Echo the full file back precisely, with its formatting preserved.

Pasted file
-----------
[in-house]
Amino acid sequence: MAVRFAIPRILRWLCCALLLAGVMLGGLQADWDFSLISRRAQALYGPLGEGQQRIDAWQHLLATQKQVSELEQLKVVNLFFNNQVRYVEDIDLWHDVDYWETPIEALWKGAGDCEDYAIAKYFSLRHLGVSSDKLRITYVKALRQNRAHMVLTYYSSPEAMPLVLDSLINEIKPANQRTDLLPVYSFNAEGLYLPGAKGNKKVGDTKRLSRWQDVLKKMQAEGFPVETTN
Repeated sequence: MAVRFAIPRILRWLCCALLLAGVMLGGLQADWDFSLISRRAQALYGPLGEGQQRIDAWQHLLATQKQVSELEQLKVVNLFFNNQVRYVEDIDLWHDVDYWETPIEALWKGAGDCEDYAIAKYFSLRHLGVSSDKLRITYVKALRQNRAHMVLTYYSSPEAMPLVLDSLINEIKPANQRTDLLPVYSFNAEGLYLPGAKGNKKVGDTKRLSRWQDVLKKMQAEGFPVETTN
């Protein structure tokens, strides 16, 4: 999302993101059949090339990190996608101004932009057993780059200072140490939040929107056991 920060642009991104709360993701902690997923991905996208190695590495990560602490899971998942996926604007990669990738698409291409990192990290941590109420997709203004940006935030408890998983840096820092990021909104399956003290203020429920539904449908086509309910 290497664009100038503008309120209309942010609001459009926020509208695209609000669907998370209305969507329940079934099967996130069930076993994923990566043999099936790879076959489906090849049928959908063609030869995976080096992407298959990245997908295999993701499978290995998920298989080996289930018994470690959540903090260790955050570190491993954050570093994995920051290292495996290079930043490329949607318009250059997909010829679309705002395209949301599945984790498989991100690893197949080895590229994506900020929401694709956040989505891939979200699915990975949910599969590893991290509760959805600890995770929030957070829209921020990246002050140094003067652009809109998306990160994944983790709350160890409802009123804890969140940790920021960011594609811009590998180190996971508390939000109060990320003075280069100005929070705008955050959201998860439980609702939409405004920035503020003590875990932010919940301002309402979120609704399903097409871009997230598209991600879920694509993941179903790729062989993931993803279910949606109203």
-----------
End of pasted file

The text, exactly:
[in-house]
Amino acid sequence: MAVRFAIPRILRWLCCALLLAGVMLGGLQADWDFSLISRRAQALYGPLGEGQQRIDAWQHLLATQKQVSELEQLKVVNLFFNNQVRYVEDIDLWHDVDYWETPIEALWKGAGDCEDYAIAKYFSLRHLGVSSDKLRITYVKALRQNRAHMVLTYYSSPEAMPLVLDSLINEIKPANQRTDLLPVYSFNAEGLYLPGAKGNKKVGDTKRLSRWQDVLKKMQAEGFPVETTN
Repeated sequence: MAVRFAIPRILRWLCCALLLAGVMLGGLQADWDFSLISRRAQALYGPLGEGQQRIDAWQHLLATQKQVSELEQLKVVNLFFNNQVRYVEDIDLWHDVDYWETPIEALWKGAGDCEDYAIAKYFSLRHLGVSSDKLRITYVKALRQNRAHMVLTYYSSPEAMPLVLDSLINEIKPANQRTDLLPVYSFNAEGLYLPGAKGNKKVGDTKRLSRWQDVLKKMQAEGFPVETTN
């Protein structure tokens, strides 16, 4: 999302993101059949090339990190996608101004932009057993780059200072140490939040929107056991 920060642009991104709360993701902690997923991905996208190695590495990560602490899971998942996926604007990669990738698409291409990192990290941590109420997709203004940006935030408890998983840096820092990021909104399956003290203020429920539904449908086509309910 290497664009100038503008309120209309942010609001459009926020509208695209609000669907998370209305969507329940079934099967996130069930076993994923990566043999099936790879076959489906090849049928959908063609030869995976080096992407298959990245997908295999993701499978290995998920298989080996289930018994470690959540903090260790955050570190491993954050570093994995920051290292495996290079930043490329949607318009250059997909010829679309705002395209949301599945984790498989991100690893197949080895590229994506900020929401694709956040989505891939979200699915990975949910599969590893991290509760959805600890995770929030957070829209921020990246002050140094003067652009809109998306990160994944983790709350160890409802009123804890969140940790920021960011594609811009590998180190996971508390939000109060990320003075280069100005929070705008955050959201998860439980609702939409405004920035503020003590875990932010919940301002309402979120609704399903097409871009997230598209991600879920694509993941179903790729062989993931993803279910949606109203």